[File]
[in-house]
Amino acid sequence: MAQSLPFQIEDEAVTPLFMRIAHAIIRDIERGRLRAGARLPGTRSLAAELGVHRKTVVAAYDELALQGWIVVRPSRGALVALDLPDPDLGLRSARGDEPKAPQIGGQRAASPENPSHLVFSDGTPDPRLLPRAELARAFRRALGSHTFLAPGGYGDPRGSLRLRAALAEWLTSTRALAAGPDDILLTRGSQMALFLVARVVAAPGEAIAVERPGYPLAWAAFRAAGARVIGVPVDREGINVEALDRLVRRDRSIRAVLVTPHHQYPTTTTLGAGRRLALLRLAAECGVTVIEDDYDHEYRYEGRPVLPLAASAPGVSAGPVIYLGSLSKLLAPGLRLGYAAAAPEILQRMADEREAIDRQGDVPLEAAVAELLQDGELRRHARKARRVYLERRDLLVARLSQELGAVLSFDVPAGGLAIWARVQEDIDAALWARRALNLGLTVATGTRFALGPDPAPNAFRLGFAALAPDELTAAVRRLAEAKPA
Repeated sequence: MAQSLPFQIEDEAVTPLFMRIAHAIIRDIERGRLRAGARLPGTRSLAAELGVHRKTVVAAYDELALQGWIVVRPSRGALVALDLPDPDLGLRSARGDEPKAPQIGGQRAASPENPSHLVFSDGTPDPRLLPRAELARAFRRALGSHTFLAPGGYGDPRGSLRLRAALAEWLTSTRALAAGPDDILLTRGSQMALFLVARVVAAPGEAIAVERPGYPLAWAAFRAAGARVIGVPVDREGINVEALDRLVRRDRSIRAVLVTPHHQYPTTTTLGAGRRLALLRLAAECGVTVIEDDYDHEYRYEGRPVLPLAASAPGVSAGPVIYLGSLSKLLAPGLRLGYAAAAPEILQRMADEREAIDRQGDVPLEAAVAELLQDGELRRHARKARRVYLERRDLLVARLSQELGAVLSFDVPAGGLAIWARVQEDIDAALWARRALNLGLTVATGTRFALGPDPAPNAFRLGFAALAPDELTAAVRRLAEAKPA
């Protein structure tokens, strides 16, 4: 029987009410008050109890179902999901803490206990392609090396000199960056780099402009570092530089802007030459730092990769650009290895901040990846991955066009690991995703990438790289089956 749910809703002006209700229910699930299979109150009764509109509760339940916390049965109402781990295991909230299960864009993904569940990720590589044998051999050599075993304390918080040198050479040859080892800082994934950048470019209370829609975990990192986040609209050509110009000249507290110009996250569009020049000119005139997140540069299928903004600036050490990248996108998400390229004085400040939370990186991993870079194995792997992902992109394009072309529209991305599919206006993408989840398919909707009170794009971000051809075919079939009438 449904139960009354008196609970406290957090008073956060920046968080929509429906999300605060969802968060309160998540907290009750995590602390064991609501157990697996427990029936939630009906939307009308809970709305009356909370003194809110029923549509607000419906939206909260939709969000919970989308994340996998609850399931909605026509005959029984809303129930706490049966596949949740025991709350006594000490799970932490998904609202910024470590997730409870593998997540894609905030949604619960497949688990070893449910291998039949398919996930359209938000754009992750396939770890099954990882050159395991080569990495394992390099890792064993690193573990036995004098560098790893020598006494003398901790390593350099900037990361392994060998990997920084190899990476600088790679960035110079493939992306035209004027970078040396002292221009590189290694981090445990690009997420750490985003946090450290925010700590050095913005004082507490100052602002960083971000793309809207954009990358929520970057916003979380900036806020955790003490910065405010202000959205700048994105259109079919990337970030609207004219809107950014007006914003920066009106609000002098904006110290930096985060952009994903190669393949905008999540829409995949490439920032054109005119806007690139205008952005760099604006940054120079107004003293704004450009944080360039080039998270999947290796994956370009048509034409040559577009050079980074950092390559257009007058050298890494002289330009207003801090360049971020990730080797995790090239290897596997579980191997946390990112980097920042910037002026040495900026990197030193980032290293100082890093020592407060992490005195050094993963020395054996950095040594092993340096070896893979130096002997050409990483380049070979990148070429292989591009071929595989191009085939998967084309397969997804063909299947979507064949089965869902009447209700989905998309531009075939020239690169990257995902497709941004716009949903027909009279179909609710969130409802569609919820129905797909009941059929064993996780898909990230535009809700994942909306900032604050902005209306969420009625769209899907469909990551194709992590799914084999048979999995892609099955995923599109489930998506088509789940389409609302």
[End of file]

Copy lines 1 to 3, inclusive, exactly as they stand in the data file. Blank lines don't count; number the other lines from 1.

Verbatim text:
[in-house]
Amino acid sequence: MAQSLPFQIEDEAVTPLFMRIAHAIIRDIERGRLRAGARLPGTRSLAAELGVHRKTVVAAYDELALQGWIVVRPSRGALVALDLPDPDLGLRSARGDEPKAPQIGGQRAASPENPSHLVFSDGTPDPRLLPRAELARAFRRALGSHTFLAPGGYGDPRGSLRLRAALAEWLTSTRALAAGPDDILLTRGSQMALFLVARVVAAPGEAIAVERPGYPLAWAAFRAAGARVIGVPVDREGINVEALDRLVRRDRSIRAVLVTPHHQYPTTTTLGAGRRLALLRLAAECGVTVIEDDYDHEYRYEGRPVLPLAASAPGVSAGPVIYLGSLSKLLAPGLRLGYAAAAPEILQRMADEREAIDRQGDVPLEAAVAELLQDGELRRHARKARRVYLERRDLLVARLSQELGAVLSFDVPAGGLAIWARVQEDIDAALWARRALNLGLTVATGTRFALGPDPAPNAFRLGFAALAPDELTAAVRRLAEAKPA
Repeated sequence: MAQSLPFQIEDEAVTPLFMRIAHAIIRDIERGRLRAGARLPGTRSLAAELGVHRKTVVAAYDELALQGWIVVRPSRGALVALDLPDPDLGLRSARGDEPKAPQIGGQRAASPENPSHLVFSDGTPDPRLLPRAELARAFRRALGSHTFLAPGGYGDPRGSLRLRAALAEWLTSTRALAAGPDDILLTRGSQMALFLVARVVAAPGEAIAVERPGYPLAWAAFRAAGARVIGVPVDREGINVEALDRLVRRDRSIRAVLVTPHHQYPTTTTLGAGRRLALLRLAAECGVTVIEDDYDHEYRYEGRPVLPLAASAPGVSAGPVIYLGSLSKLLAPGLRLGYAAAAPEILQRMADEREAIDRQGDVPLEAAVAELLQDGELRRHARKARRVYLERRDLLVARLSQELGAVLSFDVPAGGLAIWARVQEDIDAALWARRALNLGLTVATGTRFALGPDPAPNAFRLGFAALAPDELTAAVRRLAEAKPA